A monstrous fire burning southeast of Austin has destroyed 1,386 homes, more than any other blaze in Texas history, county officials said on Thursday.
The devastating new number — nearly triple what officials had said earlier in the week — is the county's "best estimate" of the 35,000-acre fire that's been ripping through this rural, historic community about 25 miles east of Austin since Sunday, said Bastrop County Emergency Coordinator Mike Fisher.
"This is based on everything we had in (the count) before, plus a house by house and driveway by driveway count we did last night," Fisher said.
Officials said that number is likely to increase as the count continues.
The blaze has killed two people, forced the evacuation of 5,000 and was about 30 percent contained Thursday, officials said. Active flames were behind containment lines and some residents evacuated from unburned areas were allowed to return to their homes.
More than 3.6 million acres in Texas have been scorched by wildfires since November, fed by a continuing drought that has caused more than $5 billion in damage to the state's agricultural industry and that shows no sign of easing.
Bastrop County, with a population around 75,000 and an average income of $27,499 a year per resident, has been particularly hard hit. The region has been declared a federal disaster area and officials from the Federal Emergency Management Agency have been on the ground since Tuesday doing damage assessments.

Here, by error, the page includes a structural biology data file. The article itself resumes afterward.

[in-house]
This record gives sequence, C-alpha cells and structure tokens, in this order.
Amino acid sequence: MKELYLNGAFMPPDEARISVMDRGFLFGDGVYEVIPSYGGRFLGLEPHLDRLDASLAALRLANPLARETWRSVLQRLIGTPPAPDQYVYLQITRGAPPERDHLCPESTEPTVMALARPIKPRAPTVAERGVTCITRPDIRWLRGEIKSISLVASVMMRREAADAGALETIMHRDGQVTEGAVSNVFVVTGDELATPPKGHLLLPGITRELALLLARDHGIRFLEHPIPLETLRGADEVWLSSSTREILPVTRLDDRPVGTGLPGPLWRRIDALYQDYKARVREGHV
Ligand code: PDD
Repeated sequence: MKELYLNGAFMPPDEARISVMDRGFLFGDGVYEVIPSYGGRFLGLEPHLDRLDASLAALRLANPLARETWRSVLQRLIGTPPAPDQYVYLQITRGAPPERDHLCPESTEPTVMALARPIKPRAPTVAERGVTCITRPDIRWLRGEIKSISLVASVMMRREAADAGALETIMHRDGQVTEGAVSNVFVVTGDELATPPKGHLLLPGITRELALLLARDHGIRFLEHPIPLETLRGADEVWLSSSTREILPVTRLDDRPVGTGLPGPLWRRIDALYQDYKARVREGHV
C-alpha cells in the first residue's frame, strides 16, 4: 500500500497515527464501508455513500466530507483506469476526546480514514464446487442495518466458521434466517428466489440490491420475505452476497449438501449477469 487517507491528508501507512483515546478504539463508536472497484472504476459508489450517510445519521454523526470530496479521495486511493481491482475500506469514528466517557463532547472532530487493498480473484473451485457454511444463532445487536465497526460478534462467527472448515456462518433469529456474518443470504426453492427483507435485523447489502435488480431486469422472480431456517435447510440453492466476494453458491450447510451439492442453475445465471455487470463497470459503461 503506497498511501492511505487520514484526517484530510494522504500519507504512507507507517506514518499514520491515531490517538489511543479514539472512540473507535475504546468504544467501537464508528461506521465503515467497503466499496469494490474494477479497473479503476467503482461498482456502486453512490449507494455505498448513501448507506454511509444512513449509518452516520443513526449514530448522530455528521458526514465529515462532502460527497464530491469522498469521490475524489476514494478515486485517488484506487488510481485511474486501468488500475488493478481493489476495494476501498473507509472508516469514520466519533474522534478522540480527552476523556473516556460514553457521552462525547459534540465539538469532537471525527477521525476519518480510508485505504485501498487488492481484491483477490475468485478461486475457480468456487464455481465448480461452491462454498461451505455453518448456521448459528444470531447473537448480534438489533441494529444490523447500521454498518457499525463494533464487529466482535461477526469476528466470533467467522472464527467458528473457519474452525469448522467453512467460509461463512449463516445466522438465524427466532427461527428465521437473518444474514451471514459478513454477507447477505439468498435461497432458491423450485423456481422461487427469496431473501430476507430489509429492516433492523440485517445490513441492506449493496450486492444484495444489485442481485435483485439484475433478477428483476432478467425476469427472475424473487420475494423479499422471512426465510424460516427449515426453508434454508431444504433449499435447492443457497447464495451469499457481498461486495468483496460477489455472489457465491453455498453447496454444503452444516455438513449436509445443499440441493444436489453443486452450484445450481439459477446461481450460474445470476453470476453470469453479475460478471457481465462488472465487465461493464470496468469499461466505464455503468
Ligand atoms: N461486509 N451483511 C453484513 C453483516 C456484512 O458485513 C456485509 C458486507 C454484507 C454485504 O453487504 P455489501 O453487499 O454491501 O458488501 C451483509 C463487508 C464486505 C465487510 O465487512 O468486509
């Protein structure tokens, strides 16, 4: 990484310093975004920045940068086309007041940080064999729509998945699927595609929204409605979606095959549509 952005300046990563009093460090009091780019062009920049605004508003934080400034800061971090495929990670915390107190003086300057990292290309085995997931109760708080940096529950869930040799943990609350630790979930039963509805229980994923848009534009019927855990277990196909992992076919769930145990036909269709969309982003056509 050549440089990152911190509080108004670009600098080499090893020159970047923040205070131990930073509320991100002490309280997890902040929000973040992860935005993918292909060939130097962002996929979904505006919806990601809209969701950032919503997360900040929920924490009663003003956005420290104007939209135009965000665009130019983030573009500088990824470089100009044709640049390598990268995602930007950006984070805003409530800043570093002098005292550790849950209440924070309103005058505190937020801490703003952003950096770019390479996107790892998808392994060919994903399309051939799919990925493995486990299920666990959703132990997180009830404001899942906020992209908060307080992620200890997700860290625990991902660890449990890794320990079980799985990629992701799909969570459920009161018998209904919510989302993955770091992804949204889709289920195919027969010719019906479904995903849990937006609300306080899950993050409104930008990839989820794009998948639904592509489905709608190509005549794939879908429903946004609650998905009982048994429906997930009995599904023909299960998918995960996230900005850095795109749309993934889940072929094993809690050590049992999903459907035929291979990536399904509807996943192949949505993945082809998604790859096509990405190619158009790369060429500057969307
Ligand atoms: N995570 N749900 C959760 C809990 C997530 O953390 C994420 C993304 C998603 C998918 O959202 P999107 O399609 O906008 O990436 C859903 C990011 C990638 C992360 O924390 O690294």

Smoldering hot spots remained across the 45 square miles, but flames were inside the lines surrounding about 30 percent of the fire area, officials said.
Rudy Evenson, spokesman for an interagency team assisting the Texas Forest Service, said Thursday's major concern was wind sparking more flames beyond those boundaries.
County Judge Ronnie McDonald warned residents not to return to their neighborhoods until re-entry plans were announced later Thursday.
"Respect the firefighters," he said. "Let them go in and do their jobs."
The footprint of the fire, according to the Texas Forest Service, is a massive 20 miles by 24 miles, and the flames have turned entire neighborhoods into blackened moonscapes of burned out vehicles and crusts that used to be homes.
'Everything's gone now'
"We had a lovely home, and we had a nice neighborhood, and it's gone. We just have to accept that," said Betty Porterfield, who was anxiously scouring lists of destroyed homes posted at a Bastrop area shelter.
Like many others, Cindy Murdoch does not know if she will see her home again.
"There is so much loss around me," she said. "It's not just me."
Dennis Silman was in line at the store when his wife's urgent call came through: They needed to get out. Smoke was drifting up through the woods and the wildfire that just 30 minutes earlier wasn't near enough to pose a problem was visible over the treetops by the time he got home.
In just 90 minutes, Silman was able to make four trips loading clothes and a few important possessions into his Mustang. He could feel the blaze's heat and hear the crackling roar as he packed his car. Less than two hours after they drove away for the last time Sunday, the Bastrop Complex fire consumed his home and six other houses of relatives who all lived within about four square miles of each other.